Richard Dixon: Why motorway plan turned down in Wales gives hope to Bulgaria

The Kresna Gorge is under threat. Pictures: Wikicommons
The Kresna Gorge is under threat. Pictures: Wikicommons
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Last week I was in south-west Bulgaria at the AGM of Friends of the Earth Europe.

The network spans 32 countries from Russia to Ireland and from Norway to Malta.

There were representatives of 24 countries at the meeting, hosted by Za Zamiata, Friends of the Earth Bulgaria.

As well as discussing bylaws and agreeing budgets, we visited Kresna Gorge, a lovely 16km river canyon which is Bulgaria’s top hotspot for nature and is a gateway to the Pirin National Park, a Unesco World Heritage site.

The gorge is host to 92 protected species, including bears, wolves and two sorts of tortoise, and provides a safe corridor for wildlife to travel through this part of Bulgaria, including migrating Egyptian vultures.

It is said that more butterflies live in one square kilometre of the Kresna Gorge than in the whole of the UK.

The main road to Greece goes through the gorge. Traffic on the road has tripled in the last 15 years. The Bulgarian government had agreed to build a new motorway in a tunnel, to avoid trashing the gorge, but the plan has changed to building a full on motorway. This has received half a billion euros of European funding despite the gorge and its species supposedly being protected by European nature laws.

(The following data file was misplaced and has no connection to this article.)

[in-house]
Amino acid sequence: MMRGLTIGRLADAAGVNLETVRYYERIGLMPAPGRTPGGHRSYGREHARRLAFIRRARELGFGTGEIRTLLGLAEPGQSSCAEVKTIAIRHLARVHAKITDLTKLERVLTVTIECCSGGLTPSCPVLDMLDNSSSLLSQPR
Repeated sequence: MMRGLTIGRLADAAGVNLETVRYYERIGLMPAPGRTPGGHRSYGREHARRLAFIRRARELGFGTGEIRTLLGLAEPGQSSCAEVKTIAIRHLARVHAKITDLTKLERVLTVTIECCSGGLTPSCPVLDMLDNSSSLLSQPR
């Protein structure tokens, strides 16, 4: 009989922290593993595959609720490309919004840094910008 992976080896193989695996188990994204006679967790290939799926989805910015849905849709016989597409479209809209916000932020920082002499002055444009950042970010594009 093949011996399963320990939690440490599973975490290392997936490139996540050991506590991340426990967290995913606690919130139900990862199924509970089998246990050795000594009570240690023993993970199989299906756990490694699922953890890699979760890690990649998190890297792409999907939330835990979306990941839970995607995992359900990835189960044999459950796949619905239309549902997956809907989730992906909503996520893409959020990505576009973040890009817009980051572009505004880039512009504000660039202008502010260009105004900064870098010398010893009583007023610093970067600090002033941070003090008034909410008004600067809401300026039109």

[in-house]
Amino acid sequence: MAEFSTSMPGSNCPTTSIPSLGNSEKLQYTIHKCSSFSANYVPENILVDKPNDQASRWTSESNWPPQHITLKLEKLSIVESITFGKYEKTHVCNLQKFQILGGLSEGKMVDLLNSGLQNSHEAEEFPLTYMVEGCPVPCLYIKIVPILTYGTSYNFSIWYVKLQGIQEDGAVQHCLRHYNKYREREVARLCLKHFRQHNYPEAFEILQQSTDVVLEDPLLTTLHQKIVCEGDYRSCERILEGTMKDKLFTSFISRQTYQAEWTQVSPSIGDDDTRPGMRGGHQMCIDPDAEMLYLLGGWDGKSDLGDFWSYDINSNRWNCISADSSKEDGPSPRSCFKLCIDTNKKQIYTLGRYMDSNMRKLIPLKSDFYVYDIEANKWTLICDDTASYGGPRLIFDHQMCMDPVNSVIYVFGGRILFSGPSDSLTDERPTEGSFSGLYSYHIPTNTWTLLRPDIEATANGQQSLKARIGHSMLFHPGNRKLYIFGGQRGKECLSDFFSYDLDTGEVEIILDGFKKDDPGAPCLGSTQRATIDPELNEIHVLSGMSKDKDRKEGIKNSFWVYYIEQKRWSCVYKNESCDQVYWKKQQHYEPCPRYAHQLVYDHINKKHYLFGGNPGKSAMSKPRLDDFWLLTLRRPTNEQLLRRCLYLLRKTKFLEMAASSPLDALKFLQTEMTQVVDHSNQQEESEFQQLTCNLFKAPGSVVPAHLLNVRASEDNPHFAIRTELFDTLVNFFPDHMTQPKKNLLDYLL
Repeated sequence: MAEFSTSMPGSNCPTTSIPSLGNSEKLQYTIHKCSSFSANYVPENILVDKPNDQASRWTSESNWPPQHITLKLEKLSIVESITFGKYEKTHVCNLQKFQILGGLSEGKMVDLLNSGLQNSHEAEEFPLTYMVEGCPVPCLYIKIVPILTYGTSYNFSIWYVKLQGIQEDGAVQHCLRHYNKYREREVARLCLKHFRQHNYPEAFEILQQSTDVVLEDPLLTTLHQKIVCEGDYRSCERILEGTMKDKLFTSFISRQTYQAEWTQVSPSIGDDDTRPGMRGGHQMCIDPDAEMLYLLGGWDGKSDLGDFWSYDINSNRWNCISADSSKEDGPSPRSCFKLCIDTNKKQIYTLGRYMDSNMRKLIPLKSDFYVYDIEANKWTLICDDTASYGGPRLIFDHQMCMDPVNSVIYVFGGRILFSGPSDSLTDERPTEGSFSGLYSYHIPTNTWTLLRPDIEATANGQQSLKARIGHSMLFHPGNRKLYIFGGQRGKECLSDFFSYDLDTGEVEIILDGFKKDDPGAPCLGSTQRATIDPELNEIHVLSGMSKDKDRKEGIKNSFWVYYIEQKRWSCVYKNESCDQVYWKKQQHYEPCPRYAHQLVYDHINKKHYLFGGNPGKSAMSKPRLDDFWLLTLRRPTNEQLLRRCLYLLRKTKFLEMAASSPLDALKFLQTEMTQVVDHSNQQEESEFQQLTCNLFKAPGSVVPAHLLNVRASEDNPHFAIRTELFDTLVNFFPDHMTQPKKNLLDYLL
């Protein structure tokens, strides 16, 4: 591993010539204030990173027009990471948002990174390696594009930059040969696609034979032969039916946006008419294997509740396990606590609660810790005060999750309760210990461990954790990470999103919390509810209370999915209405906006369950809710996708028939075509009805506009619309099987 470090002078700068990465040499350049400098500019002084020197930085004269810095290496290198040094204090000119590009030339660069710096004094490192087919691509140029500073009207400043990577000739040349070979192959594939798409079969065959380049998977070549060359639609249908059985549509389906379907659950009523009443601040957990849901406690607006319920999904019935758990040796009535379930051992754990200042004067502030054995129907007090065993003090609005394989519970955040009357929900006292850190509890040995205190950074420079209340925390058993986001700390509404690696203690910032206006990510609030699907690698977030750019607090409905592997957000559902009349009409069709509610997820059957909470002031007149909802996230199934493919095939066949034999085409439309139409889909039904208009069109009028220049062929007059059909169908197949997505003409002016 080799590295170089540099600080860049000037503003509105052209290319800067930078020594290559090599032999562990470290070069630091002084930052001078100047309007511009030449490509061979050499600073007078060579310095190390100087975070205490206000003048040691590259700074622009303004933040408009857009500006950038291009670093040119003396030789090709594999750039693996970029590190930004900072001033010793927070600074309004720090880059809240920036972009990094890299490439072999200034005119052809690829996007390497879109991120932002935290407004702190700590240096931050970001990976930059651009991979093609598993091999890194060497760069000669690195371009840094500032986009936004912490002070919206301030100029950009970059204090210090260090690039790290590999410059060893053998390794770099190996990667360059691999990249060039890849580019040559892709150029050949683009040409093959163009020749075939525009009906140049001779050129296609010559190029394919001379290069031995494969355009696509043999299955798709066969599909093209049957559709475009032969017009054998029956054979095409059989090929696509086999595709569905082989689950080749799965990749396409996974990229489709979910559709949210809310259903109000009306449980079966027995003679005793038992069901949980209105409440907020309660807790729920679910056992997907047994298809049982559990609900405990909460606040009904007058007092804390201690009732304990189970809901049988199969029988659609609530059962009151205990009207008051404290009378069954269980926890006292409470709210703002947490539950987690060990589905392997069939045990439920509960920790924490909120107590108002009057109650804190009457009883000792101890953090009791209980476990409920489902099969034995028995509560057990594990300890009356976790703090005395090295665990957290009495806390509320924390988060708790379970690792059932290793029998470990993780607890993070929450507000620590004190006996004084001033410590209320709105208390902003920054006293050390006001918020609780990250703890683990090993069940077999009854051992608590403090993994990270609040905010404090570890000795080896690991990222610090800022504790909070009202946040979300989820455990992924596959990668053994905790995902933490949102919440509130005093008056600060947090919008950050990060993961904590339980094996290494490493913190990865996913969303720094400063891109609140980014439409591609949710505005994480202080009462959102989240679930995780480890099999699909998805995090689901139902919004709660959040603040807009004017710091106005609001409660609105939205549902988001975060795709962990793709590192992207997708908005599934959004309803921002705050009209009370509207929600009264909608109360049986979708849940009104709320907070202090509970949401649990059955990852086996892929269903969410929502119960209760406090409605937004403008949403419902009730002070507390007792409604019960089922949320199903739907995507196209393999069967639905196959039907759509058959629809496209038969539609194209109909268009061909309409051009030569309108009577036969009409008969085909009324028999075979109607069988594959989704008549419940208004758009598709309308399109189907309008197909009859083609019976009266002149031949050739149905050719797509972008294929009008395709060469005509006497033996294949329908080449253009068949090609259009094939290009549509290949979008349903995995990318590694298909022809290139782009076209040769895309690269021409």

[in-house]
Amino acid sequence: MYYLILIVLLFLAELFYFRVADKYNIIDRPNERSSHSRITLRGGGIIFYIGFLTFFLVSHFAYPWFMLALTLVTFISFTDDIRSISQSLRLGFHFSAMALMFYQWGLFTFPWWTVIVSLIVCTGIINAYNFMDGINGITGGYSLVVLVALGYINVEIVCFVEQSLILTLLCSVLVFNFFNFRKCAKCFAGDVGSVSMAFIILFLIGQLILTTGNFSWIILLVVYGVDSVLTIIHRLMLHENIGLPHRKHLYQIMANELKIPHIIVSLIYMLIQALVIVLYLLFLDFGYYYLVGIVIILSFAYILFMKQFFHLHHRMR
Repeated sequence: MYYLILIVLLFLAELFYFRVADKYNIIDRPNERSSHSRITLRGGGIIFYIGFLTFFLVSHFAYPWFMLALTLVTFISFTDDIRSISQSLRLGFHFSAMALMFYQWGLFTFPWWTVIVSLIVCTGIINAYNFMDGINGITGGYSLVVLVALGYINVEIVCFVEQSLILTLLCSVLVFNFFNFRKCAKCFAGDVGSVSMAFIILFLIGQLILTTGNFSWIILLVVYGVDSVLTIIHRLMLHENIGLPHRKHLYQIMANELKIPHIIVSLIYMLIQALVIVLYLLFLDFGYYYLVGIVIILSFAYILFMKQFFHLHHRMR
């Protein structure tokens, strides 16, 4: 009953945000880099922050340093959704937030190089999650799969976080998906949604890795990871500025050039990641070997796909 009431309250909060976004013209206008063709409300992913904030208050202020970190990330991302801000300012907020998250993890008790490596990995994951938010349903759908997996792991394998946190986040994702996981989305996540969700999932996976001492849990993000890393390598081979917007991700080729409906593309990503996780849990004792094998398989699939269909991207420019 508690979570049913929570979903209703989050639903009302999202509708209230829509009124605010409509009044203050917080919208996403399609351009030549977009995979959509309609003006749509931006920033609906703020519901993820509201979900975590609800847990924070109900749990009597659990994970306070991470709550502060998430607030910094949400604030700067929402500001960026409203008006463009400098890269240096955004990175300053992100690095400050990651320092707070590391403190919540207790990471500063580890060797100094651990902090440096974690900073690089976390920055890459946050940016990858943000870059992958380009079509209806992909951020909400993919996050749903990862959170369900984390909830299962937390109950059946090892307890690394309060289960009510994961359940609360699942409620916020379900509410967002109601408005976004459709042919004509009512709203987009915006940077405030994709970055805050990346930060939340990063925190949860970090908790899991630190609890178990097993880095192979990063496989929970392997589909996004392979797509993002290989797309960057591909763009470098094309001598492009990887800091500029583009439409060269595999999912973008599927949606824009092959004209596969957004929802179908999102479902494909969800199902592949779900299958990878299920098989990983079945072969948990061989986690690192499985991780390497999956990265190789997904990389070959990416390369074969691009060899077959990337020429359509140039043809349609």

The motorway would massively increase traffic flow, change the character of the gorge completely where section of the walls were removed to allow for a straighter road, destroy most of the best agricultural land and risk serious water pollution from road runoff in all seasons and salting operations in the winter.

We visited the Kresna Gorge to hang a giant campaign banner from one of the bridges over the Struma River. The story featured on three Bulgarian TV stations, including a live interview from the protest.

There are 140,000 signatures on a petition to save Kresna Gorge and we went to Kresna village to hear from a range of local campaigners. One man told us of his distress over the years as the traffic built up and more and more wild animals were killed on the road. Now, he says, there is very little roadkill because populations have been reduced so severely. We also heard from a representative of the rafting industry, which brings tens of thousands people to the area every year. They are all clear that they want the existing road to remain for local access and the previously-promised motorway in a tunnel to take the long distance traffic.

The local campaigners made accusations of corruption, with sections of the road starting construction even before the tendering process was completed. Repeated appeals to the European Commission to intervene to protect nature have been met with silence.

With tremendously fortuitous timing, as we were standing in the village square meeting the locals, we got the very welcome news that the Welsh government had turned down the M4 relief road, which has been debated for at least 25 years and would have severely damaged the sensitive Gwent Levels coastal wetlands. As you can imagine, there was a heart-felt cheer in Kresna at this news. Wales declared a Climate Emergency shortly after Scotland did in April and this was the first big test of whether they are serious. They have passed that test and in doing so given renewed hope to people 1,800 miles away, at the opposite end of Europe.

l Dr Richard Dixon is director of Friends of the Earth Scotland